As a mother and grandmother, I understand the importance of ensuring that America’s children are provided with nutritious meals every day. My grandchildren, who are 5 and 8, are just like all children – infinitely curious and filled with energy, love, and joy. Young children should be playing and learning — not worried about where their next meal will come from. But for many children, school meals are their only source of nutrition, which is why USDA’s Summer Meals Programs are so important.
Summer Meals provide kids with the nutrition they need when school is out, and a safe haven where they can play and learn to keep their minds and bodies active during the summer months. The availability of these meals, which are served at no cost to children 18 and under, also reduces the financial burden on caretakers when school is out of session.
In the summer of 2015, nearly 191 million meals were served to children and teens at more than 66,000 sites across the country. With the help of our partners, we pulled off an amazing feat– roughly 3.8 million children and teens were served by the program. This summer we are striving to reach even more children in our quest to build stronger, healthier communities and ensure all kids have the opportunity to thrive when school returns in the fall.
Expanding access to Summer Meals is important across the country, but it is especially important in rural areas. Last summer, I visited multiple summer meals sites across the country. I remember meeting one young man named Brian. Brian was only 12 years old and every day he rode his bike a long distance, along a busy highway just to get a summer meal. Brian would rush and finish his meal as quickly as possible in order to ride back home and give his sister the bike, so she could ride it to the same site and have a meal as well. This shows the lengths that kids will go in order to get a meal and an example of the need that is there. It is stories like Brian’s that highlight the need to continue to find innovative ways to serve children through efforts such as mobile meals and other strategies to reach families that may not have transportation to a site.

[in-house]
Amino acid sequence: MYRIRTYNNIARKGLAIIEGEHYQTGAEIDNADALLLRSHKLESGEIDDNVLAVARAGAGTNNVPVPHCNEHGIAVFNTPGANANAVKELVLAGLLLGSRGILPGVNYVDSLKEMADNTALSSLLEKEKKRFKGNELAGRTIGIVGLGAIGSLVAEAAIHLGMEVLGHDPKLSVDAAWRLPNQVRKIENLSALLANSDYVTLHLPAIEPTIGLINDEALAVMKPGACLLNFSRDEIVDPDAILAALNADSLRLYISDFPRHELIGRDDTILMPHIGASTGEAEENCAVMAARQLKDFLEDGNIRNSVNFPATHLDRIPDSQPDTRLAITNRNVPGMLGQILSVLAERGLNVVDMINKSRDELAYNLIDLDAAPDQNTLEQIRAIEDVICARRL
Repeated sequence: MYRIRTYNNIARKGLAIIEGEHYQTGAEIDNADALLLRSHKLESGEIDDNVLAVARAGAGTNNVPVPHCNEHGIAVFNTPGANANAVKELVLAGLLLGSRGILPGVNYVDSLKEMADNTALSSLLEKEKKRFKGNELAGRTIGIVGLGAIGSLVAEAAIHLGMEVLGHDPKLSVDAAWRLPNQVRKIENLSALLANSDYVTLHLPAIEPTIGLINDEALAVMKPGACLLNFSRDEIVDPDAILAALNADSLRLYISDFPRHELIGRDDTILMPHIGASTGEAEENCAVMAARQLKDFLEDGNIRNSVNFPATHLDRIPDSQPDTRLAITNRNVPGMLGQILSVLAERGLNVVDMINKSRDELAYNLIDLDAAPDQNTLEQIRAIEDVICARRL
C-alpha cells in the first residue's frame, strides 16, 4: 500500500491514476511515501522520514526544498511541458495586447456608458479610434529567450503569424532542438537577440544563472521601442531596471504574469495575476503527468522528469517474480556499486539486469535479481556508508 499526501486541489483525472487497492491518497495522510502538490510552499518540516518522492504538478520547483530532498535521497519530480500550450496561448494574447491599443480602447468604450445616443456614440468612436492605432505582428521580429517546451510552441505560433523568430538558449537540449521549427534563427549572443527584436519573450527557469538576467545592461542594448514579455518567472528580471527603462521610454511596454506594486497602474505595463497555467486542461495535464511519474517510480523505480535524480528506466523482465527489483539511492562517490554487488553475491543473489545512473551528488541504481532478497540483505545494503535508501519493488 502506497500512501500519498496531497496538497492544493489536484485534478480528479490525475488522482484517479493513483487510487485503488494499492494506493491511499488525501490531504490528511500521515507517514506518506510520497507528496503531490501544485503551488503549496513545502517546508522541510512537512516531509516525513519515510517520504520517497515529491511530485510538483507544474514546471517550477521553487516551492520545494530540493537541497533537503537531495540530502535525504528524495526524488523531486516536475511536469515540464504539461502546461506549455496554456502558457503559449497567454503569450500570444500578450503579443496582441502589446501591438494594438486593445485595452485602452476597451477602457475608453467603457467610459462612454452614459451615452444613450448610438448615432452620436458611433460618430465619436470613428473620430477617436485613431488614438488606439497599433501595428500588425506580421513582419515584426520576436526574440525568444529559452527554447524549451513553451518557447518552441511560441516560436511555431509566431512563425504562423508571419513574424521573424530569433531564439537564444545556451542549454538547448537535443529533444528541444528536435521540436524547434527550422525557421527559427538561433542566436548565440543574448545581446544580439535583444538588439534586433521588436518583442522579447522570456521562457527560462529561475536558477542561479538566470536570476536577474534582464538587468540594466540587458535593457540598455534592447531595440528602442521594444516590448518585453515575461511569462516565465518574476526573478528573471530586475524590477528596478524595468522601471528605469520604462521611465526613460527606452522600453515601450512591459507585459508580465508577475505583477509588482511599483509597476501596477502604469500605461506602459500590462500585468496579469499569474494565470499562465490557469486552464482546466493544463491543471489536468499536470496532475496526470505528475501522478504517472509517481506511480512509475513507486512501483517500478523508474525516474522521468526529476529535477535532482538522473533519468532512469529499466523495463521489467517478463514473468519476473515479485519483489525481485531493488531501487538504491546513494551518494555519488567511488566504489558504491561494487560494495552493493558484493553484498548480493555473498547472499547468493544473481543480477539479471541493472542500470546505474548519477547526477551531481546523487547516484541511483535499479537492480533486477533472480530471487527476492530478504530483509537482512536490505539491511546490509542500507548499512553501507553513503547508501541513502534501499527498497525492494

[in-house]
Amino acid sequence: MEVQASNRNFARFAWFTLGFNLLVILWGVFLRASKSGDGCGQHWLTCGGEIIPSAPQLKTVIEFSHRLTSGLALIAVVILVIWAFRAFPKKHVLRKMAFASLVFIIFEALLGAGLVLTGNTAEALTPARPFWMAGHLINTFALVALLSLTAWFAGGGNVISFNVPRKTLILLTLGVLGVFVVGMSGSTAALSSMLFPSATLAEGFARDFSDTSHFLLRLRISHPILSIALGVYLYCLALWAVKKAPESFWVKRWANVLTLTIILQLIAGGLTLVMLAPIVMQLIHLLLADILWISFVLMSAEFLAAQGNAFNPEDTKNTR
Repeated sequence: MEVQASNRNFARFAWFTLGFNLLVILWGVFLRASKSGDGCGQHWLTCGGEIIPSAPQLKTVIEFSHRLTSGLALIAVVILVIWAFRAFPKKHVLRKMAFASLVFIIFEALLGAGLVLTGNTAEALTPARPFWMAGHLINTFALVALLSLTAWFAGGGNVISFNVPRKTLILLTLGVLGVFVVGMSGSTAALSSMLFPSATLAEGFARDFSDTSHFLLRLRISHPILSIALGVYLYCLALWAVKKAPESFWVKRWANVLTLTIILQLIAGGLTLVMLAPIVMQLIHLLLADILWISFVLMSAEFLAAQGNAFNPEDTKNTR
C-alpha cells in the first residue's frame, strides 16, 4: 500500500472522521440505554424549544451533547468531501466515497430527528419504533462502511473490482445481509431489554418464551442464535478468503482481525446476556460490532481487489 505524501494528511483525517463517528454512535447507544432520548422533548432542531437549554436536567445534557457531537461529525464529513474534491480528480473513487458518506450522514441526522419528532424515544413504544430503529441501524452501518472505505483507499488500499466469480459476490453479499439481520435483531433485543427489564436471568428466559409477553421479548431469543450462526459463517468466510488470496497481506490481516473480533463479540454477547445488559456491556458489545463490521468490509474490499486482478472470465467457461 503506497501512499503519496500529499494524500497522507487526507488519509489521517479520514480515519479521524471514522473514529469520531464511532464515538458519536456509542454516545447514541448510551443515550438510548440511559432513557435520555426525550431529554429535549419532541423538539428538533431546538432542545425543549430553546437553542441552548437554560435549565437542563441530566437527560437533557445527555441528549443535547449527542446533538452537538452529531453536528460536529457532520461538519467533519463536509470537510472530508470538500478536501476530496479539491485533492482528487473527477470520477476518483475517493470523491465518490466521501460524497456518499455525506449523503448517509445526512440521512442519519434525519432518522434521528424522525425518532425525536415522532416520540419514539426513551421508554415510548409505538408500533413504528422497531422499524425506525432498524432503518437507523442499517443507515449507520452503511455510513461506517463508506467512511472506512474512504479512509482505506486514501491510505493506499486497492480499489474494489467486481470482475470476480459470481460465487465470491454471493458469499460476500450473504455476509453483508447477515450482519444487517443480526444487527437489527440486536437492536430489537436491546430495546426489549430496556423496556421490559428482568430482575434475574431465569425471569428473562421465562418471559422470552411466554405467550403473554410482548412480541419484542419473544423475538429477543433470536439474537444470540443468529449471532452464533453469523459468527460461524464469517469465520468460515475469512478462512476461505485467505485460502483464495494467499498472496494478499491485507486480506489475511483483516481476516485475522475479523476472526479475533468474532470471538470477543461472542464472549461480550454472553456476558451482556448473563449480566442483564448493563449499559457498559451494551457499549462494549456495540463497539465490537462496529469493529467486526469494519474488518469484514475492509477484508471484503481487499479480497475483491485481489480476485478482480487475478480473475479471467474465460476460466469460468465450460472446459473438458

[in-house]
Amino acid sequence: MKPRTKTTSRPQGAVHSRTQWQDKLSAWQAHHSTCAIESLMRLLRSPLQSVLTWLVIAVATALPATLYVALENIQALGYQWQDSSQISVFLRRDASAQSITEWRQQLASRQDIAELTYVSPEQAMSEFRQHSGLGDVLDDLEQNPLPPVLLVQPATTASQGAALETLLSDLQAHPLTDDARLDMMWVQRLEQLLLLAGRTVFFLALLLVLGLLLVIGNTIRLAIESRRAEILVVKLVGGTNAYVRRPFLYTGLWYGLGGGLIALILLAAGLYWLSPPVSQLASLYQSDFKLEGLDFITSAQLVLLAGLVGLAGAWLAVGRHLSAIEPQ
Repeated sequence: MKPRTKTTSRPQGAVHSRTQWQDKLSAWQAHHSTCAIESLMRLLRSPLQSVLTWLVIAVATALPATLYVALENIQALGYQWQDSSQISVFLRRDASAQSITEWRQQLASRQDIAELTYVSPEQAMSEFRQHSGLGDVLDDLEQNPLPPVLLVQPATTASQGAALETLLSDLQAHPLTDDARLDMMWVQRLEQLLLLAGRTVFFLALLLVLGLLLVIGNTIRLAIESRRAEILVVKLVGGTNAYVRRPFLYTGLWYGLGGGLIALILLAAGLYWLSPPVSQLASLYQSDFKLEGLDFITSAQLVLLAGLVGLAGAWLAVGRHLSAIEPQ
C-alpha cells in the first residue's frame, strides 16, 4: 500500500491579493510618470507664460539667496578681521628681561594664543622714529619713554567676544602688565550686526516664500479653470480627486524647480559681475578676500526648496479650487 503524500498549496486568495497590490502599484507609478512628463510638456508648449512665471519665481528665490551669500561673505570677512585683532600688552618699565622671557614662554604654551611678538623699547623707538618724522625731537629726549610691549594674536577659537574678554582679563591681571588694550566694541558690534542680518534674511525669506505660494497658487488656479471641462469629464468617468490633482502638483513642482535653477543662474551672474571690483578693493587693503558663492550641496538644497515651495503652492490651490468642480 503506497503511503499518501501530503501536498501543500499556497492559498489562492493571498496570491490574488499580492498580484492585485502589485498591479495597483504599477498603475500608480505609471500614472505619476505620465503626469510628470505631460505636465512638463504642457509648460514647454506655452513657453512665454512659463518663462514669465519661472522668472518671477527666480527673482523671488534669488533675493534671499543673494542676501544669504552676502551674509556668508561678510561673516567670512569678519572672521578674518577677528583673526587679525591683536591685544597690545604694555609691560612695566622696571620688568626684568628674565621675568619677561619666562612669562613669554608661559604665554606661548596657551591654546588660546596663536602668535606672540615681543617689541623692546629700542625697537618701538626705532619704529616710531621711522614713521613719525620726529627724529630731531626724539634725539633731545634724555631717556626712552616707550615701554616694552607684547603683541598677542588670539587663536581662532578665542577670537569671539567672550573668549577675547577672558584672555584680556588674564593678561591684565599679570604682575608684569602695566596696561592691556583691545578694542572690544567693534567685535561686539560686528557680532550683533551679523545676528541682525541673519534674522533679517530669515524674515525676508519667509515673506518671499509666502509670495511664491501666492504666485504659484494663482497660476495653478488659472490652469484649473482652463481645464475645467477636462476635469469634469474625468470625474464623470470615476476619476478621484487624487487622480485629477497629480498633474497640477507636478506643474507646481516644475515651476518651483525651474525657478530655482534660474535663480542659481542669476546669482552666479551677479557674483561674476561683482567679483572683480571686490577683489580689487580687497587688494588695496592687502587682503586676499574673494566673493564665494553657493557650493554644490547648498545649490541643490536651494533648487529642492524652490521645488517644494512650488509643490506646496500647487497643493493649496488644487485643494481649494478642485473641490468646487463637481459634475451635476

States across the country are creating projects to address these challenges in rural areas. For example, the Iola Unified School District in Southeast Kansas retrofitted an older bus and created a “traveling bistro.” The students built tables and book shelves, painted the walls, and turned half of the seats around to create restaurant-style booths. MARV, or the Meals and Reading Vehicle, will be traveling to three low-income neighborhoods to serve lunch on weekdays during the summer. Another innovative project comes from California where over the last three years; they’ve expanded access to summer meals through libraries. With many schools closed, it is difficult to find a central location that is safe and easily accessible during the summer months. However, thanks to the Lunch at the Library Initiative spearheaded by the California Summer Meal Coalition and the California Library Association, summer meal sites at libraries have grown from 20 to more than 125.
Since summer 2009, we’ve served more than 1.2 billion summer meals. We hope to continue this success as the numbers have grown steadily each year. Our partners have done a tremendous job stepping up to the plate. Summer Meals programs would not be possible without churches, libraries, schools, non-profits, and other organizations making a commitment to the communities they serve. I am pleased, both as the Administrator of the Food and Nutrition Service, as well as a grandmother of two beautiful children, that these programs are available for kids in need.
***Cross-post from USDA Blog***